Once again, Apple proves that it doesn’t deserve its mobile gaming monopoly.
I’ve written extensively recently about how, despite being one of the biggest players in gaming by revenue, Apple is a hostile presence for innovation and value in gaming. The deep taxes it leverages on its developers and restrictive rules limit competition and consumer choice, while also preventing certain business models from proliferating on its tightly-controlled platform. You’d be forgiven if you thought they were doing this to protect its business, but there’s a growing body of evidence to suggest that Apple is simply ignorant, or perhaps just dismissive, about what gamers and game developers want and need.
Nothing illustrated this point more succinctly than this post shared by The Verge’s Tom Warren from a publisher behind one of the best PC games and best Xbox games of its launch year, Untitled Goose Game. The whimsical puzzler puts you in command of a belligerent waterfowl, to raucous effect.
Developed by House House, Cabel Sasser who co-founded the game’s publisher Panic Inc, explained why Apple had blocked the game from coming to the MacOS store, and it’s quite hilarious.
When app and game developers submit their programs to closed stores, they’re subjected to each individual store’s rules and regulations. Many of the regulations make complete sense, aimed at blocking things like hate speech and malware. However, others are a little less sensical. Apple notoriously blocked Xbox Cloud Gaming from hitting iOS because it wanted Microsoft and its partners to submit every single game as individual entities to the iOS app store, a feat that would prove impossible as games enter into and leave the service. It would be akin to asking Netflix to list each and every show and movie it stocks as separate downloads on iOS. That could at the very least be construed as anti-competitive. In the case of Untitled Goose Game, however, Apple’s reasoning makes no sense whatsoever.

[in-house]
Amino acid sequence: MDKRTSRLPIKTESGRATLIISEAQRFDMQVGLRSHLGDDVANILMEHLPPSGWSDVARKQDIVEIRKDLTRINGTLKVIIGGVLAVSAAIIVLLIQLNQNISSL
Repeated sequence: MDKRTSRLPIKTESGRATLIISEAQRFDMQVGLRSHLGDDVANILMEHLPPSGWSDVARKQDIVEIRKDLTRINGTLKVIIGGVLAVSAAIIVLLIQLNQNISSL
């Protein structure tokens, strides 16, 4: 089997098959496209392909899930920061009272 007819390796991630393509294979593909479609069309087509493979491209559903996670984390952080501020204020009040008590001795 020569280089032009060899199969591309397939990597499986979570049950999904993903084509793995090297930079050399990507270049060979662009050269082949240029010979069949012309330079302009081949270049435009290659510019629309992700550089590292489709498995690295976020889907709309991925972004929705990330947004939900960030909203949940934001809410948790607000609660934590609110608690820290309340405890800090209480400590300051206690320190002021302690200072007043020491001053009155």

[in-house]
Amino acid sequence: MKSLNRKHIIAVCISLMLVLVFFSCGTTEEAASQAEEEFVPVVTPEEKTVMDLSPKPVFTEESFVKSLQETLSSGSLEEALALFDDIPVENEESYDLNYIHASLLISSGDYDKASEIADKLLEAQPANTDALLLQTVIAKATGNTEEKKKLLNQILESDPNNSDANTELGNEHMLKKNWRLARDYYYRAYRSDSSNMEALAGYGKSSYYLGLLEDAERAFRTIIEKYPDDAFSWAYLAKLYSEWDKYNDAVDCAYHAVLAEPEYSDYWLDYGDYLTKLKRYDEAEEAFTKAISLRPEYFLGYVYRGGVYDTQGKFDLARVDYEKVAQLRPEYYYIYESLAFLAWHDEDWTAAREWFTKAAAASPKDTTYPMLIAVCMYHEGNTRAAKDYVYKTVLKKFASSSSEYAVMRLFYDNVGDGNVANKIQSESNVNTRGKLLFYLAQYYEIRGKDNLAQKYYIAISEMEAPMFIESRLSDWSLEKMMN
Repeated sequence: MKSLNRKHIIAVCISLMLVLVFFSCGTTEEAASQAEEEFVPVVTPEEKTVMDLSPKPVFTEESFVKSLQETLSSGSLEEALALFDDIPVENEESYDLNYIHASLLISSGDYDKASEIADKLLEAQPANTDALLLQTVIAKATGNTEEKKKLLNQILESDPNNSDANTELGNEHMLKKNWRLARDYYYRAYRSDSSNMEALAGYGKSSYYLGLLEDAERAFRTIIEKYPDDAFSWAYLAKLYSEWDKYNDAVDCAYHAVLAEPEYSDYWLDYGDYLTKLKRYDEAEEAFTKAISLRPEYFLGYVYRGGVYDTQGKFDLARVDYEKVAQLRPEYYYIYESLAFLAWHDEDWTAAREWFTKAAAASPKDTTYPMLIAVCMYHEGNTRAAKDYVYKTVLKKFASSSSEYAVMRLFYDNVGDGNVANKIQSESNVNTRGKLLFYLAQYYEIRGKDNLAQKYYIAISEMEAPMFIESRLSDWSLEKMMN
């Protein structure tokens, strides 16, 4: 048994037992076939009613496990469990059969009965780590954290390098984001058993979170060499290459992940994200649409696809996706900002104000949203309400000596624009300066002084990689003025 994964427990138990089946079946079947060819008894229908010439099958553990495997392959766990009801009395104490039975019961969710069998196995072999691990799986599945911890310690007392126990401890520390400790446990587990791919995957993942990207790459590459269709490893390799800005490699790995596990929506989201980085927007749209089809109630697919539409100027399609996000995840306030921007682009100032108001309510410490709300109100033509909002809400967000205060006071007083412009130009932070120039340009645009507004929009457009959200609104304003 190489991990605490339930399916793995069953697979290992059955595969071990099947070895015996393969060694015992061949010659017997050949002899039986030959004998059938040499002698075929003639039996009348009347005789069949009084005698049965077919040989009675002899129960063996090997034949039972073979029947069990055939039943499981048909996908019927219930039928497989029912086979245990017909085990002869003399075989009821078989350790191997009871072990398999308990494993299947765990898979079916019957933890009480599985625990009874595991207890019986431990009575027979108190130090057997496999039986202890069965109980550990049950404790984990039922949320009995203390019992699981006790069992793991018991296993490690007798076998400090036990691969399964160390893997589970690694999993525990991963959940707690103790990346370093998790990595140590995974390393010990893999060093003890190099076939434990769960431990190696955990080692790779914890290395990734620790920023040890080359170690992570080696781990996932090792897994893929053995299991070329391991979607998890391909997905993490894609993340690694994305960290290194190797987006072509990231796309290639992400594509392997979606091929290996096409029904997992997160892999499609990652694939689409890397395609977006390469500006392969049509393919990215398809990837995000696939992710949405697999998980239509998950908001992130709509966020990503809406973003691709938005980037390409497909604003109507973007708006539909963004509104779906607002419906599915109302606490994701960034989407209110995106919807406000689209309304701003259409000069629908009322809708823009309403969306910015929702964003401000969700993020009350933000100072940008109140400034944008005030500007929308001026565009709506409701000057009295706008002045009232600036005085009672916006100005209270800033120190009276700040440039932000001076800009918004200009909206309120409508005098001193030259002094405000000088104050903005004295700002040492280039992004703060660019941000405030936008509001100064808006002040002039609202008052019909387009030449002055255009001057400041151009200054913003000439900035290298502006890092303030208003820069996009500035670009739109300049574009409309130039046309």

Sasser explained that Apple blocked Untitled Goose Game because the submission reviewer couldn’t figure out how to skip the credit sequence. Upon realizing their mistake, Apple came up with some other reason to block the game, at which point Panic Inc. simply figured it wasn’t worth their time and effort to circumnavigate Apple’s arbitrary regs.
In creative products like games, Apple is quite literally leaving money on the table by being so restrictive with its access rules. Apple also has more money than God, though, so I doubt they’ll lose much sleep over it.
In any case, Untitled Goose Game is available on practically any other platform, and it’s awesome. You should definitely play it.